Ramaphosa to publicise economic stimulus package on Friday

President Cyril Ramaphosa. Picture: AP

The communications minister says cabinet has approved the plan which proposes measures to reignite the South African economy.

President Cyril Ramaphosa will brief the media on Friday on the economic stimulus package meant to spark economic activity.

This comes after Statistics South Africa (Stats SA) announced earlier this month that the country had entered a technical recession.

Stats SA announced that the country’s gross domestic product (GDP) decreased by 0.7% in the second quarter of 2018.

Since GDP contracted by 2.2% in quarter 1, the country was now officially in a technical recession, which means two consecutive quarters of negative growth.

During a post cabinet briefing on Wednesday, Communications Minister Nomvula Mokonyane announced that cabinet has approved the economic stimulus package.

Ramaphosa met with business and labour leaders last Friday where he shared an outline of the package.

He indicated that the stimulus package will reprioritise government spending, within the existing fiscal framework, towards activities that will stimulate economic activity.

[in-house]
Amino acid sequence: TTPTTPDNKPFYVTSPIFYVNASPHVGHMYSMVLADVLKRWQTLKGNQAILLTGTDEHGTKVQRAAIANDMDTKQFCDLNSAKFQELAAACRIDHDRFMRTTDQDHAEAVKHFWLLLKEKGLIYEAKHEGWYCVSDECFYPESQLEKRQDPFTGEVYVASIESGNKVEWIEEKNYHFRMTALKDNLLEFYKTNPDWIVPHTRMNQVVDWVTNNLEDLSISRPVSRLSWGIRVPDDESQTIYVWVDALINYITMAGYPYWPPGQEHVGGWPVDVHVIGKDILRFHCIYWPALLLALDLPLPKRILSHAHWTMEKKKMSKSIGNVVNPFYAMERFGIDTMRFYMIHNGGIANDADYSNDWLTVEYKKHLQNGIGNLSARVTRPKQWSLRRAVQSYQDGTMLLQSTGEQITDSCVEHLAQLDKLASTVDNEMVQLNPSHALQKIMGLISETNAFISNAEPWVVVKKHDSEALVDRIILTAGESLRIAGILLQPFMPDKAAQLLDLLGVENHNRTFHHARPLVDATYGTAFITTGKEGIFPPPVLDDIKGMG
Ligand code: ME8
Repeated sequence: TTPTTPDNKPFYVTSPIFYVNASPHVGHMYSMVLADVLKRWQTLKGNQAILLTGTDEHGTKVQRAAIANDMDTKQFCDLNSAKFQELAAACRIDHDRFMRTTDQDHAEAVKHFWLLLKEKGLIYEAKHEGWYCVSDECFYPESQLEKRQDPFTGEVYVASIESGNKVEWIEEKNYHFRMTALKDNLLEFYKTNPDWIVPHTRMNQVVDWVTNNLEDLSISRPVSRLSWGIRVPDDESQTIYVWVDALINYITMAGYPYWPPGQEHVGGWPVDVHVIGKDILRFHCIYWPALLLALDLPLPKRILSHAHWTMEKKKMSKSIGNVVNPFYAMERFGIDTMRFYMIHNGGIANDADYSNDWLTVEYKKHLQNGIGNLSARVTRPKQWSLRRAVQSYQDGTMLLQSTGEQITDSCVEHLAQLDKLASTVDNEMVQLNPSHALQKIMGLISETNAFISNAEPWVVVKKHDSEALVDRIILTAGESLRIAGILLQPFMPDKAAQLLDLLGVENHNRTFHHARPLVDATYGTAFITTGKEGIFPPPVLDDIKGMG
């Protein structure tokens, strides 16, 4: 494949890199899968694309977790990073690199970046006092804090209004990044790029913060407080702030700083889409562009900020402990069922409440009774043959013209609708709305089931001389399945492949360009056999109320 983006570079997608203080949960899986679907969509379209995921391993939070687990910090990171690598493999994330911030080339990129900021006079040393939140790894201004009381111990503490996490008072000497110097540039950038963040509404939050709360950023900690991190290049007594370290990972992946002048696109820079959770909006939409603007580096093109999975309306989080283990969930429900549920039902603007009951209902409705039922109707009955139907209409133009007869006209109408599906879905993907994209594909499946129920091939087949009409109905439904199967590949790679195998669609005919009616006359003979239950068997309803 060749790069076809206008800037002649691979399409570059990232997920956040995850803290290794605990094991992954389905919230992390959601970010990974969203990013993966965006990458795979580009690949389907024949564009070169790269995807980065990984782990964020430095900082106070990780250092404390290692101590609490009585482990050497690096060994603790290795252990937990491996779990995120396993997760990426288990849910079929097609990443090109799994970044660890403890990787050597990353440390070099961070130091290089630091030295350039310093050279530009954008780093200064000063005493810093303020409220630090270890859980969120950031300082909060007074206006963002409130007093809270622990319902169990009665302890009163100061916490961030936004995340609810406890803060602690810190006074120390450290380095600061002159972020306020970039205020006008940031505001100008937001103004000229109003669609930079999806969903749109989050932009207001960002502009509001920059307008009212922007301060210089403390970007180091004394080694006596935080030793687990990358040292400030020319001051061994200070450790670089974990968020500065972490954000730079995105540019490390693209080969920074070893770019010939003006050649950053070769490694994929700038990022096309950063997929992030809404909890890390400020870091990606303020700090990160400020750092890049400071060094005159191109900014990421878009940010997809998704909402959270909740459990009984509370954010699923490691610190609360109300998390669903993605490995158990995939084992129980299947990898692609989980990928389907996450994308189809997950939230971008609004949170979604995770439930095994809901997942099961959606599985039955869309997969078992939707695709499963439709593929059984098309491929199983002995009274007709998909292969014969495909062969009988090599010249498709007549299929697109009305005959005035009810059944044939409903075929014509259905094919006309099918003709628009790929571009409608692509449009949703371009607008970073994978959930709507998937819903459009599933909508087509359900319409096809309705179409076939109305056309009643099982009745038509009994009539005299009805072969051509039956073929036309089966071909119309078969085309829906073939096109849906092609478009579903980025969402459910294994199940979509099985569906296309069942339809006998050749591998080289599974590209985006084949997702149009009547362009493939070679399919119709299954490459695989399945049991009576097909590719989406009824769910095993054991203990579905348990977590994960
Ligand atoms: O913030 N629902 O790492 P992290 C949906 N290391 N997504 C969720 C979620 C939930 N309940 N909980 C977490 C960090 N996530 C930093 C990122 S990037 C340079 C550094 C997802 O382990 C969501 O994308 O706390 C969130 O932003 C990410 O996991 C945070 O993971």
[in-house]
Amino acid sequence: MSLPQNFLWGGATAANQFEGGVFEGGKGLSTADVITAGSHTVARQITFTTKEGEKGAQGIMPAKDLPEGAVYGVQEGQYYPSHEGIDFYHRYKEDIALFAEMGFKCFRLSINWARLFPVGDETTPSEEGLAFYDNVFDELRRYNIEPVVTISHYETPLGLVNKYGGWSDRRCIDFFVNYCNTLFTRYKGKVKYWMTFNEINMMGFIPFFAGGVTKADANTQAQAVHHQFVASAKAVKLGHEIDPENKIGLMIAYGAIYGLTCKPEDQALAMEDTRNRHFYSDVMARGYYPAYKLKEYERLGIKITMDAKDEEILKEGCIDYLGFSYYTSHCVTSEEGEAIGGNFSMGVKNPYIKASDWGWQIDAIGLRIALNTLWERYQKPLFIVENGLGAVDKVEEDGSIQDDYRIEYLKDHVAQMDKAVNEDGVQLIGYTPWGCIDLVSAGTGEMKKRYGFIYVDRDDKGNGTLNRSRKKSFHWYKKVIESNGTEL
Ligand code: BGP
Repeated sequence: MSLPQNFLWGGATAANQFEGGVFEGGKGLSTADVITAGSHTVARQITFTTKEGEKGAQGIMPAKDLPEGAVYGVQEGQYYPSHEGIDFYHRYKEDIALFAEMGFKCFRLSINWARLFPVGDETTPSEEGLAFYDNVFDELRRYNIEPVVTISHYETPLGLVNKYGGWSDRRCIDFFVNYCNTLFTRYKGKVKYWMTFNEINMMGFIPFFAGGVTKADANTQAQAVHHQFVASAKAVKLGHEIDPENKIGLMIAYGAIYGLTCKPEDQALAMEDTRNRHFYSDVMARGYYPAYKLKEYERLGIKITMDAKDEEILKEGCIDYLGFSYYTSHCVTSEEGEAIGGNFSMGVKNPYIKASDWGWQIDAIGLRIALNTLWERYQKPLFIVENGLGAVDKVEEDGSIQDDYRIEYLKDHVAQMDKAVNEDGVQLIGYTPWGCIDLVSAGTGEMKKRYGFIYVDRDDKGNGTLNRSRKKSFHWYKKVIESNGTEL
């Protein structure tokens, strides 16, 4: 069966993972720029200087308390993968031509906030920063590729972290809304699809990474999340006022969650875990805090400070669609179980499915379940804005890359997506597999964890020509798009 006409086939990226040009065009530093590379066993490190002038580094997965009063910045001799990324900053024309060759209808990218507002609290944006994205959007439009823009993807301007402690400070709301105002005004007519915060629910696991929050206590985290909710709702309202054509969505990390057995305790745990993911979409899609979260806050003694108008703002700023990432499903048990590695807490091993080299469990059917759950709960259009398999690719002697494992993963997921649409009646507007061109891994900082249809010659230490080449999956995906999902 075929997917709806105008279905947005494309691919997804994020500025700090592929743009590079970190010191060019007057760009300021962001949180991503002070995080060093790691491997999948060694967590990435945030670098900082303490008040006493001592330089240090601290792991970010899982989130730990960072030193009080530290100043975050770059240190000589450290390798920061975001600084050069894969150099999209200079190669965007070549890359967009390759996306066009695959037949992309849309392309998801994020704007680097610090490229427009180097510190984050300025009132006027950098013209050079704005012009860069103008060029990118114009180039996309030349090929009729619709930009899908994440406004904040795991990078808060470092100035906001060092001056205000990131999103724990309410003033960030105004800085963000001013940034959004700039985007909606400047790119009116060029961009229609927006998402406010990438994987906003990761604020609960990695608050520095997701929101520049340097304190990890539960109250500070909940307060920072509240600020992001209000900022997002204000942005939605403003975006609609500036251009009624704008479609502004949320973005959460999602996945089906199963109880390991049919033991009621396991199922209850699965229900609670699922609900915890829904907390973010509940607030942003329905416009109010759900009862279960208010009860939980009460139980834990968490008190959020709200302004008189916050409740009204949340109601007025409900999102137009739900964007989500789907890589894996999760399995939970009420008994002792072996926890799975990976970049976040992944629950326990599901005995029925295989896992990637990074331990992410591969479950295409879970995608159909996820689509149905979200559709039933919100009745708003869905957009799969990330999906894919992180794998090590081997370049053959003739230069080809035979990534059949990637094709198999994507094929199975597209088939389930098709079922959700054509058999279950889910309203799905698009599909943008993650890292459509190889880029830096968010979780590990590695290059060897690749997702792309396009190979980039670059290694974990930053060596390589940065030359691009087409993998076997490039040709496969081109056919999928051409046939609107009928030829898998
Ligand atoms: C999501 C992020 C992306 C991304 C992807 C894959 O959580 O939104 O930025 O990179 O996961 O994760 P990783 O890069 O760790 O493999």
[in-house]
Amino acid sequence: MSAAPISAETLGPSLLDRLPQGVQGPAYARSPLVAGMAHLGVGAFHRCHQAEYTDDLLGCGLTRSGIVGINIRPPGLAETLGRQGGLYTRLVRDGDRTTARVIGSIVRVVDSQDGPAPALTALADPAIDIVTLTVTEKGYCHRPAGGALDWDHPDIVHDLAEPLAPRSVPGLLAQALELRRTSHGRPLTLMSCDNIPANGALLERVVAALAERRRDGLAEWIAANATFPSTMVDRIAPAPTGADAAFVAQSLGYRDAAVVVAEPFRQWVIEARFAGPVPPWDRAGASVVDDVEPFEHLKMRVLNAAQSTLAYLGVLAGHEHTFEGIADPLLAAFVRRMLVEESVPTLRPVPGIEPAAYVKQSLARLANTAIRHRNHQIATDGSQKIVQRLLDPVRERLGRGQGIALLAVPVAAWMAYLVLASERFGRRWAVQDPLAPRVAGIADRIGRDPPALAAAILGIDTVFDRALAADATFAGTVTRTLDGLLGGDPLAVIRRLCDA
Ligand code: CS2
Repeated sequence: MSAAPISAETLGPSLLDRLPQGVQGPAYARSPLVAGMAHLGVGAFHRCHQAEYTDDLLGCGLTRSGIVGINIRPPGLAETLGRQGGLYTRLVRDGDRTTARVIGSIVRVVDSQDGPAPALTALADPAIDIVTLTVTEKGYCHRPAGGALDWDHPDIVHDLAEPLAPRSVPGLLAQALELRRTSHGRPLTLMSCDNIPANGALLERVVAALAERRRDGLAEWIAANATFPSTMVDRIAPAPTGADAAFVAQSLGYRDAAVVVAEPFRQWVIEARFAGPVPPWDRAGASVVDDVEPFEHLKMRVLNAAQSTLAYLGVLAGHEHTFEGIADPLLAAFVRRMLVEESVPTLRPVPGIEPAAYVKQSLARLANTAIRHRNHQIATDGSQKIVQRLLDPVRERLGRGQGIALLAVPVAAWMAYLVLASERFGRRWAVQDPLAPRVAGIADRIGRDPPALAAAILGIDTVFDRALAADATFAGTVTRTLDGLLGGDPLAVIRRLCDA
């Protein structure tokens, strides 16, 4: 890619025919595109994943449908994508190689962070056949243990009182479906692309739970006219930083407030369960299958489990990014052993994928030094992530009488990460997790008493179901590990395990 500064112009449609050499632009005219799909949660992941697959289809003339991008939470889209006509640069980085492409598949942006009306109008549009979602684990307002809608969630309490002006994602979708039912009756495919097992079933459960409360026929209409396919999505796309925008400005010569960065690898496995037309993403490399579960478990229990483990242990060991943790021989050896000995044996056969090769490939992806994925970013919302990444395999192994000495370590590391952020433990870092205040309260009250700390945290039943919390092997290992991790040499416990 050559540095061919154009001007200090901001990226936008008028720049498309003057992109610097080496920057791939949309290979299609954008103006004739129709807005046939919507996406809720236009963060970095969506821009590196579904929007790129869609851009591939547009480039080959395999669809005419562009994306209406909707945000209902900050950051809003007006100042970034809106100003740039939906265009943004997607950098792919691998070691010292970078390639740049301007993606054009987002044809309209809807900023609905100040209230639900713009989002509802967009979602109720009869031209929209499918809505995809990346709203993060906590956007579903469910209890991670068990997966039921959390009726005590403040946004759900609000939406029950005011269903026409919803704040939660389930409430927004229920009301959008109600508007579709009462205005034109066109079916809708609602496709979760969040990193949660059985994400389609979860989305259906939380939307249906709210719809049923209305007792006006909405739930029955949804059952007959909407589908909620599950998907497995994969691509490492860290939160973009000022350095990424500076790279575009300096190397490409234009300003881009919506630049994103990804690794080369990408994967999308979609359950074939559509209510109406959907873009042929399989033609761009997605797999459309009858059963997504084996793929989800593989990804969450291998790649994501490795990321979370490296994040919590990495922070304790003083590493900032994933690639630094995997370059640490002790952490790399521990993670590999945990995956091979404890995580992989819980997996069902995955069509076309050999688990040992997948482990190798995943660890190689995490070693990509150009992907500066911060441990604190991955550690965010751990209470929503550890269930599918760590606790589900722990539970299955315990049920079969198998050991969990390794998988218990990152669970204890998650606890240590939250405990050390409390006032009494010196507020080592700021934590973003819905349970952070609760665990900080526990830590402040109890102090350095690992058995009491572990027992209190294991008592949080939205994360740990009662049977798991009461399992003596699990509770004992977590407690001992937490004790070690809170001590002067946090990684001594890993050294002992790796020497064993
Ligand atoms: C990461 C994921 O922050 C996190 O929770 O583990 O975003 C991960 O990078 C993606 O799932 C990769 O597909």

The package will include a defined set of economic reforms covering issues such as mining, telecommunications, tourism, and transport.

The meeting agreed that South Africa’s economic recovery demands urgent implementation of the stimulus package and promised growth-enhancing reforms.

The meeting also discussed proposals to establish an infrastructure development initiative that draws in private sector funding and delivery expertise.

The president welcomed the offer extended by business for the secondment of private sector professionals to the government to improve implementation.

The meeting provided an opportunity for government, business, and labour to exchange views on challenges facing the economy.

Delegates engaged frankly on constraints to growth and entrepreneurship, and issues affecting the lives of citizens, including safety and security.

Business and labour welcomed the measures being proposed to stimulate the economy, alleviate pressure on the poor, and create and preserve jobs.

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